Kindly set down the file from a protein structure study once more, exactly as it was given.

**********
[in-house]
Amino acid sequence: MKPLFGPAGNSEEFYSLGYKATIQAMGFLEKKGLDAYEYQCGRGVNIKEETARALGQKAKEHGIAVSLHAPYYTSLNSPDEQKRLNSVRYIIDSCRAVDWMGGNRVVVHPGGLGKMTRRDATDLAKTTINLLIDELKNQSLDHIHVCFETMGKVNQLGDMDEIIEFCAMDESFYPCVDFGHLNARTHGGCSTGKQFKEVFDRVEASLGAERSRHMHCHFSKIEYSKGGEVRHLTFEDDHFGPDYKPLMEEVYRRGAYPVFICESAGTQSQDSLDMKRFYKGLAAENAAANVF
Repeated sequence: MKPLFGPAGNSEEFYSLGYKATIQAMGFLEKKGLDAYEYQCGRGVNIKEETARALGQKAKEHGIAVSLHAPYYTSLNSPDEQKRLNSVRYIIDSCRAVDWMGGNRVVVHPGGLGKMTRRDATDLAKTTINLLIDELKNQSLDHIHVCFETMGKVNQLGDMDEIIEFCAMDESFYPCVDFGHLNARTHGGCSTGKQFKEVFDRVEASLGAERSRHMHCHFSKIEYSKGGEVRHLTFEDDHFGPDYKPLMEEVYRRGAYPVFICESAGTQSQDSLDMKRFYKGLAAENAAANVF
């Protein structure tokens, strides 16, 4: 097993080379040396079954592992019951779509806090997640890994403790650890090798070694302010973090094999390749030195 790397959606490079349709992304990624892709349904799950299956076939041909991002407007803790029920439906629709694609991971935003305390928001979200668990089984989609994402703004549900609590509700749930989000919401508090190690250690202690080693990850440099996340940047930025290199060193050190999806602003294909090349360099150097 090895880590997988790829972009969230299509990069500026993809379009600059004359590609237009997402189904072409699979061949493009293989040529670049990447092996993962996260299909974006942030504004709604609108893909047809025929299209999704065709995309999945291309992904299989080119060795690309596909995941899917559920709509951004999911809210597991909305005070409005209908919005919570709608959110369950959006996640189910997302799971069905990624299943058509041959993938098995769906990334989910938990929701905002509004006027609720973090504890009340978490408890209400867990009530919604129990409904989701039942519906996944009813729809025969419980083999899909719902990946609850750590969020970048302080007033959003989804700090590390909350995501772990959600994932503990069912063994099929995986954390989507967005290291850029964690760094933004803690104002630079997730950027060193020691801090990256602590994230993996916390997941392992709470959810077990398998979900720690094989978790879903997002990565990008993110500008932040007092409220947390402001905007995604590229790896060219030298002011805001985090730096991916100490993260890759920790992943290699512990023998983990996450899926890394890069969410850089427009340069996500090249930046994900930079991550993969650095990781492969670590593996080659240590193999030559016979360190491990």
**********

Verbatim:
[in-house]
Amino acid sequence: MKPLFGPAGNSEEFYSLGYKATIQAMGFLEKKGLDAYEYQCGRGVNIKEETARALGQKAKEHGIAVSLHAPYYTSLNSPDEQKRLNSVRYIIDSCRAVDWMGGNRVVVHPGGLGKMTRRDATDLAKTTINLLIDELKNQSLDHIHVCFETMGKVNQLGDMDEIIEFCAMDESFYPCVDFGHLNARTHGGCSTGKQFKEVFDRVEASLGAERSRHMHCHFSKIEYSKGGEVRHLTFEDDHFGPDYKPLMEEVYRRGAYPVFICESAGTQSQDSLDMKRFYKGLAAENAAANVF
Repeated sequence: MKPLFGPAGNSEEFYSLGYKATIQAMGFLEKKGLDAYEYQCGRGVNIKEETARALGQKAKEHGIAVSLHAPYYTSLNSPDEQKRLNSVRYIIDSCRAVDWMGGNRVVVHPGGLGKMTRRDATDLAKTTINLLIDELKNQSLDHIHVCFETMGKVNQLGDMDEIIEFCAMDESFYPCVDFGHLNARTHGGCSTGKQFKEVFDRVEASLGAERSRHMHCHFSKIEYSKGGEVRHLTFEDDHFGPDYKPLMEEVYRRGAYPVFICESAGTQSQDSLDMKRFYKGLAAENAAANVF
């Protein structure tokens, strides 16, 4: 097993080379040396079954592992019951779509806090997640890994403790650890090798070694302010973090094999390749030195 790397959606490079349709992304990624892709349904799950299956076939041909991002407007803790029920439906629709694609991971935003305390928001979200668990089984989609994402703004549900609590509700749930989000919401508090190690250690202690080693990850440099996340940047930025290199060193050190999806602003294909090349360099150097 090895880590997988790829972009969230299509990069500026993809379009600059004359590609237009997402189904072409699979061949493009293989040529670049990447092996993962996260299909974006942030504004709604609108893909047809025929299209999704065709995309999945291309992904299989080119060795690309596909995941899917559920709509951004999911809210597991909305005070409005209908919005919570709608959110369950959006996640189910997302799971069905990624299943058509041959993938098995769906990334989910938990929701905002509004006027609720973090504890009340978490408890209400867990009530919604129990409904989701039942519906996944009813729809025969419980083999899909719902990946609850750590969020970048302080007033959003989804700090590390909350995501772990959600994932503990069912063994099929995986954390989507967005290291850029964690760094933004803690104002630079997730950027060193020691801090990256602590994230993996916390997941392992709470959810077990398998979900720690094989978790879903997002990565990008993110500008932040007092409220947390402001905007995604590229790896060219030298002011805001985090730096991916100490993260890759920790992943290699512990023998983990996450899926890394890069969410850089427009340069996500090249930046994900930079991550993969650095990781492969670590593996080659240590193999030559016979360190491990």